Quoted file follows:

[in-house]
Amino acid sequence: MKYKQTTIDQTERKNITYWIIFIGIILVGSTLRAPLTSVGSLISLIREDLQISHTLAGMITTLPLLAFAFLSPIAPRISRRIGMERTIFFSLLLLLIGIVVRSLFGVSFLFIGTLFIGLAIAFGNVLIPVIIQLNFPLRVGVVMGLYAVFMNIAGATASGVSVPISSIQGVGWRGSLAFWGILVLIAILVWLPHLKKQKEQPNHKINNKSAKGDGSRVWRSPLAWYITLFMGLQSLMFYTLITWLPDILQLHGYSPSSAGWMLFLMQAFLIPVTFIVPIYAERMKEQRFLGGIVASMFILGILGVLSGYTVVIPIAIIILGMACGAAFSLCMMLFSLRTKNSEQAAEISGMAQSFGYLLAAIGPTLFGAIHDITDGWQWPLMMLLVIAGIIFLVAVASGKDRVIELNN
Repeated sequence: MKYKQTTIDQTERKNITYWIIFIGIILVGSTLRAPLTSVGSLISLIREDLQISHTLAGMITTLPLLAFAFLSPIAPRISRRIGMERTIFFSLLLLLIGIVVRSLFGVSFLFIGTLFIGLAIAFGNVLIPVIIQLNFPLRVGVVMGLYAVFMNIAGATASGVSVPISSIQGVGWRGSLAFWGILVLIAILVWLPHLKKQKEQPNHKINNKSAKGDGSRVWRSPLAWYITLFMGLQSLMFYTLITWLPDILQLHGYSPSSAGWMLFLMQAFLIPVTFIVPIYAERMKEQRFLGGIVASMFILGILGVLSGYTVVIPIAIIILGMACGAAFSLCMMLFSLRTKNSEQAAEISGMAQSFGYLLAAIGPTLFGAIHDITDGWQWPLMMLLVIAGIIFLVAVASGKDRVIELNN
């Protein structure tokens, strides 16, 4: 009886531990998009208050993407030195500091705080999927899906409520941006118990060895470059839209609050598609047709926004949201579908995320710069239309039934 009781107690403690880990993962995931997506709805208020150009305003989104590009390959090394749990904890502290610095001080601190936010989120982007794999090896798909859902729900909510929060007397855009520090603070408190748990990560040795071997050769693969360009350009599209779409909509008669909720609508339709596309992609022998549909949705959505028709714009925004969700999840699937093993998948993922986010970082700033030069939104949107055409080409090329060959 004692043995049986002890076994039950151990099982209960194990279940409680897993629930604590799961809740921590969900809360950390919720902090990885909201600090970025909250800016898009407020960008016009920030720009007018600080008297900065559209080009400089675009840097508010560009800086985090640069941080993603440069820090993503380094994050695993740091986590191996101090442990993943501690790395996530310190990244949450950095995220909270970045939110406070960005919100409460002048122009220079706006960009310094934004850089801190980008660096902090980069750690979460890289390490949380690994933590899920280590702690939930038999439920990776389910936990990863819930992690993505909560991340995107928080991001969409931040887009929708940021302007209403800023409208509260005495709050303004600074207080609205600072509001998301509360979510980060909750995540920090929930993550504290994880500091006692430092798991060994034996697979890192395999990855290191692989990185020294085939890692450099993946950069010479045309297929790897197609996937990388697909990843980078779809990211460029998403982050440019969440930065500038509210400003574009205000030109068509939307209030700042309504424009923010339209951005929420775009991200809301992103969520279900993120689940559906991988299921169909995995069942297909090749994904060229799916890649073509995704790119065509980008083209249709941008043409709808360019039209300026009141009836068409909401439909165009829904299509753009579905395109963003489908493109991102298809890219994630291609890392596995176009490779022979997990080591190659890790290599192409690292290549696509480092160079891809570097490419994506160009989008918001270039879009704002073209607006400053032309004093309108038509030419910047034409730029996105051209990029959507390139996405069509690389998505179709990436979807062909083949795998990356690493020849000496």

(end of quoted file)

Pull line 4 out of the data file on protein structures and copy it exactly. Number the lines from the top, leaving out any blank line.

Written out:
């Protein structure tokens, strides 16, 4: 009886531990998009208050993407030195500091705080999927899906409520941006118990060895470059839209609050598609047709926004949201579908995320710069239309039934 009781107690403690880990993962995931997506709805208020150009305003989104590009390959090394749990904890502290610095001080601190936010989120982007794999090896798909859902729900909510929060007397855009520090603070408190748990990560040795071997050769693969360009350009599209779409909509008669909720609508339709596309992609022998549909949705959505028709714009925004969700999840699937093993998948993922986010970082700033030069939104949107055409080409090329060959 004692043995049986002890076994039950151990099982209960194990279940409680897993629930604590799961809740921590969900809360950390919720902090990885909201600090970025909250800016898009407020960008016009920030720009007018600080008297900065559209080009400089675009840097508010560009800086985090640069941080993603440069820090993503380094994050695993740091986590191996101090442990993943501690790395996530310190990244949450950095995220909270970045939110406070960005919100409460002048122009220079706006960009310094934004850089801190980008660096902090980069750690979460890289390490949380690994933590899920280590702690939930038999439920990776389910936990990863819930992690993505909560991340995107928080991001969409931040887009929708940021302007209403800023409208509260005495709050303004600074207080609205600072509001998301509360979510980060909750995540920090929930993550504290994880500091006692430092798991060994034996697979890192395999990855290191692989990185020294085939890692450099993946950069010479045309297929790897197609996937990388697909990843980078779809990211460029998403982050440019969440930065500038509210400003574009205000030109068509939307209030700042309504424009923010339209951005929420775009991200809301992103969520279900993120689940559906991988299921169909995995069942297909090749994904060229799916890649073509995704790119065509980008083209249709941008043409709808360019039209300026009141009836068409909401439909165009829904299509753009579905395109963003489908493109991102298809890219994630291609890392596995176009490779022979997990080591190659890790290599192409690292290549696509480092160079891809570097490419994506160009989008918001270039879009704002073209607006400053032309004093309108038509030419910047034409730029996105051209990029959507390139996405069509690389998505179709990436979807062909083949795998990356690493020849000496």